Addiction is rarely a standalone concern. Instead, it may be joined by other mental health or behavioral issues like depression or a history of trauma. Also, addiction and codependency are two issues that often become intertwined. Explore the connection between the two, how codependency manifests itself and how both can be stopped.
What is Codependency?
Codependency is an excessive reliance on another person. Often, that person is a friend, a parent, a spouse or a child. This reliance is typically emotional or psychological, but it can also involve money or physical support.
For codependency to be a problem, there needs to be two influential parties. When talking about addiction and codependency, there is usually one party that struggles with addiction. The other party often knows about the addiction and wants to help, but is doing more harm than good.
In a healthy relationship, a loved one might encourage someone struggling with addiction to get help. In a codependent relationship, a loved one might get overly emotional, lie on behalf of someone addicted to drugs or even help them avoid the consequences of their behavior. A drug and alcohol intervention program is a good place to begin the healing from codependency.
Denial is a Key Part of Codependency
Many different behaviors become part of a codependent relationship. One of the most problematic is the issue of denial. This is something that impacts both parties in the relationship, and it can end up postponing the addiction treatment that is so necessary for recovery.
Often, the person struggling with the addiction tries to minimize substance abuse. They might lie about drug use or pretend that it isn't impacting their life in any significant way. At the same time, they could be lying or sneaking around to protect that story.
Their loved one, on the other hand, might be in denial as well. They might try to rationalize the addict's behavior or avoid making the tough decisions that need to be made. This is normal, but it can have so many adverse effects personally and for the entire family.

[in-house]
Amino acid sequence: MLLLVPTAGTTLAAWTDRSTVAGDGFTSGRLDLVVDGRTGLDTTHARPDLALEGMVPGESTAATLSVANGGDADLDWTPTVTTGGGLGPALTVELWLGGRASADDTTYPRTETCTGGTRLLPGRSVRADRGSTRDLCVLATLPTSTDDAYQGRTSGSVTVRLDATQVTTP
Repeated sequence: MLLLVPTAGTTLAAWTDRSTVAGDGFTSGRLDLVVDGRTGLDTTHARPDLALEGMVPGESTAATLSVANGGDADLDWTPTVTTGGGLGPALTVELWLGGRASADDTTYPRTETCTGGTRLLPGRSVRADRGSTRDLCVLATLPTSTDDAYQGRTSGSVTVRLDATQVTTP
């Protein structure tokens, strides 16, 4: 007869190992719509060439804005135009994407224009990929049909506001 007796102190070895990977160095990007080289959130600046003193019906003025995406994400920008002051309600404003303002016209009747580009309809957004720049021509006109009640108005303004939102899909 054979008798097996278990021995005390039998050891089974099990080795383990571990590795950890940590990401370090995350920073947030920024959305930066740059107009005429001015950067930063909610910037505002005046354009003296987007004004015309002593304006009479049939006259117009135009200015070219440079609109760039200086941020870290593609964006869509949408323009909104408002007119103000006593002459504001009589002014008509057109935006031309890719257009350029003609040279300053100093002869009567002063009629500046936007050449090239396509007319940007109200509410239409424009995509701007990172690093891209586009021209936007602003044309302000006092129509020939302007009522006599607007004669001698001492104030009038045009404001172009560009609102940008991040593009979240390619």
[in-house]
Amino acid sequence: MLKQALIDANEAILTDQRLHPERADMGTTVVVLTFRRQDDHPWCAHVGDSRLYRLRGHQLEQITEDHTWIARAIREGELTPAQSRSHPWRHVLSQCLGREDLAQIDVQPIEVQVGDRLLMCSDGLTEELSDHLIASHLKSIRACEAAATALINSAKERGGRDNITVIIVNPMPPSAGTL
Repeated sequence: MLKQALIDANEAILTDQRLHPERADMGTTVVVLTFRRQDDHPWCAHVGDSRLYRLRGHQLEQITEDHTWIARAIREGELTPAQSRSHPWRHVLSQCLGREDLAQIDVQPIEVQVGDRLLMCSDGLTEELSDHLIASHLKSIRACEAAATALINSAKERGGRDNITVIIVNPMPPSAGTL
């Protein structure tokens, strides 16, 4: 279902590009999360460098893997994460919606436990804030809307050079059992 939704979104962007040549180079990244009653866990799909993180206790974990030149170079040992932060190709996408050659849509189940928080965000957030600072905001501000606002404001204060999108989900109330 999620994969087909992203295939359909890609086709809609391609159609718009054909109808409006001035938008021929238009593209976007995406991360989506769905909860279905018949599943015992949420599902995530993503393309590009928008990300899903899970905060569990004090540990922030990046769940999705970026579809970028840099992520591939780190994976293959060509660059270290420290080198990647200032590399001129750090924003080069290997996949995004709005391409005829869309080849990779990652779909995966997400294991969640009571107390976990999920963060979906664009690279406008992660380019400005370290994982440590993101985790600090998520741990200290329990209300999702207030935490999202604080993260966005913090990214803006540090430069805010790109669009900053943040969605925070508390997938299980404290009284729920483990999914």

Support Systems Have to Stop Enabling Behaviors
Clients struggling with addiction might seek professional support for many reasons. Often, it is because they can no longer live with the consequences of their behavior. They won't get to that stage, however, if their loved ones enable them.
If someone has drugs or alcohol addiction, then enabling them is never a good idea. Helping them keep their job or their home might be well-intentioned, but it will only help them justify their continued substance abuse.
Fighting Addiction and Codependency at Clear Life Recovery
Codependency reveals how the whole family impacts addiction. At Clear Life Recovery, treatment benefits the entire family through recovery. Therapies for clients and even their loved ones include:
- Family addiction therapy
- Group addiction therapy
- Recreational outings
- Aftercare and a sober living program
- 12 step programs
Addiction and codependency often link. To fight one, the other also needs attention. At Clear Life Recovery in Costa Mesa, California, clients can get the help they need to overcome negative behaviors once and for all. Call 866-261-7291 to take the next step toward a healthier and happier life for you and your family.